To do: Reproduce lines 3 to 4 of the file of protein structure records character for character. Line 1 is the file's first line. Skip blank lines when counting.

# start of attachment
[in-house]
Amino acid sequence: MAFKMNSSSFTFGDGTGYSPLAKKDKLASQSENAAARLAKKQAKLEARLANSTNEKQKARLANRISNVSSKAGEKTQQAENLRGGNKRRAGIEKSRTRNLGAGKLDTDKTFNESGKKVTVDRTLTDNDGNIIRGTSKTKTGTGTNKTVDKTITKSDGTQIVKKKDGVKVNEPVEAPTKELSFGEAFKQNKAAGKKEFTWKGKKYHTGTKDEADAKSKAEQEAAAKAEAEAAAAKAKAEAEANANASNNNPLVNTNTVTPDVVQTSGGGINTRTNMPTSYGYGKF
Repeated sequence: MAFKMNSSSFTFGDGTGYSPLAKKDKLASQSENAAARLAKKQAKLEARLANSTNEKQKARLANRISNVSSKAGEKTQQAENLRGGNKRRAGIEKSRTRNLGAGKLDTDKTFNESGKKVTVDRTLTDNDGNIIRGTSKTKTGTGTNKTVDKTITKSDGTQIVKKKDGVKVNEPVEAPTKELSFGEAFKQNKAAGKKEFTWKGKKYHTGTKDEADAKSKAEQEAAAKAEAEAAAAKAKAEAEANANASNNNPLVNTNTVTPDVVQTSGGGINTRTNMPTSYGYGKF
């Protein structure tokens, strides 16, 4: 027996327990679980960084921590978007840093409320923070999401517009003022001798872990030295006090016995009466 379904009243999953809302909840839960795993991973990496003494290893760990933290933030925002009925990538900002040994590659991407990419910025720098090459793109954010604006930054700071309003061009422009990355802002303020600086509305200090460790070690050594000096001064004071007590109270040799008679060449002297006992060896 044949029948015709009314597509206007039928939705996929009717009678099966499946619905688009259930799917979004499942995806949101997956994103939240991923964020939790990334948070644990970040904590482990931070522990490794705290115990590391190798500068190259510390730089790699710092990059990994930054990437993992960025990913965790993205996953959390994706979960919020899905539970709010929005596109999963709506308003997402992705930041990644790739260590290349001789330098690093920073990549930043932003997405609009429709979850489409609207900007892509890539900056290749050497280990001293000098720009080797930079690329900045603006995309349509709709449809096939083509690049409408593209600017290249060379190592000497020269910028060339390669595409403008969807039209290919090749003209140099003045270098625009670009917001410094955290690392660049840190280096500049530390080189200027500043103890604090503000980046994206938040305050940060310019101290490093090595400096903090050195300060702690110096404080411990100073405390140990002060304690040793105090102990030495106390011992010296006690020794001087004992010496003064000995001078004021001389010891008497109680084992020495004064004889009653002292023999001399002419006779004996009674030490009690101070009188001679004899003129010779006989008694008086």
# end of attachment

Repeated sequence: MAFKMNSSSFTFGDGTGYSPLAKKDKLASQSENAAARLAKKQAKLEARLANSTNEKQKARLANRISNVSSKAGEKTQQAENLRGGNKRRAGIEKSRTRNLGAGKLDTDKTFNESGKKVTVDRTLTDNDGNIIRGTSKTKTGTGTNKTVDKTITKSDGTQIVKKKDGVKVNEPVEAPTKELSFGEAFKQNKAAGKKEFTWKGKKYHTGTKDEADAKSKAEQEAAAKAEAEAAAAKAKAEAEANANASNNNPLVNTNTVTPDVVQTSGGGINTRTNMPTSYGYGKF
């Protein structure tokens, strides 16, 4: 027996327990679980960084921590978007840093409320923070999401517009003022001798872990030295006090016995009466 379904009243999953809302909840839960795993991973990496003494290893760990933290933030925002009925990538900002040994590659991407990419910025720098090459793109954010604006930054700071309003061009422009990355802002303020600086509305200090460790070690050594000096001064004071007590109270040799008679060449002297006992060896 044949029948015709009314597509206007039928939705996929009717009678099966499946619905688009259930799917979004499942995806949101997956994103939240991923964020939790990334948070644990970040904590482990931070522990490794705290115990590391190798500068190259510390730089790699710092990059990994930054990437993992960025990913965790993205996953959390994706979960919020899905539970709010929005596109999963709506308003997402992705930041990644790739260590290349001789330098690093920073990549930043932003997405609009429709979850489409609207900007892509890539900056290749050497280990001293000098720009080797930079690329900045603006995309349509709709449809096939083509690049409408593209600017290249060379190592000497020269910028060339390669595409403008969807039209290919090749003209140099003045270098625009670009917001410094955290690392660049840190280096500049530390080189200027500043103890604090503000980046994206938040305050940060310019101290490093090595400096903090050195300060702690110096404080411990100073405390140990002060304690040793105090102990030495106390011992010296006690020794001087004992010496003064000995001078004021001389010891008497109680084992020495004064004889009653002292023999001399002419006779004996009674030490009690101070009188001679004899003129010779006989008694008086």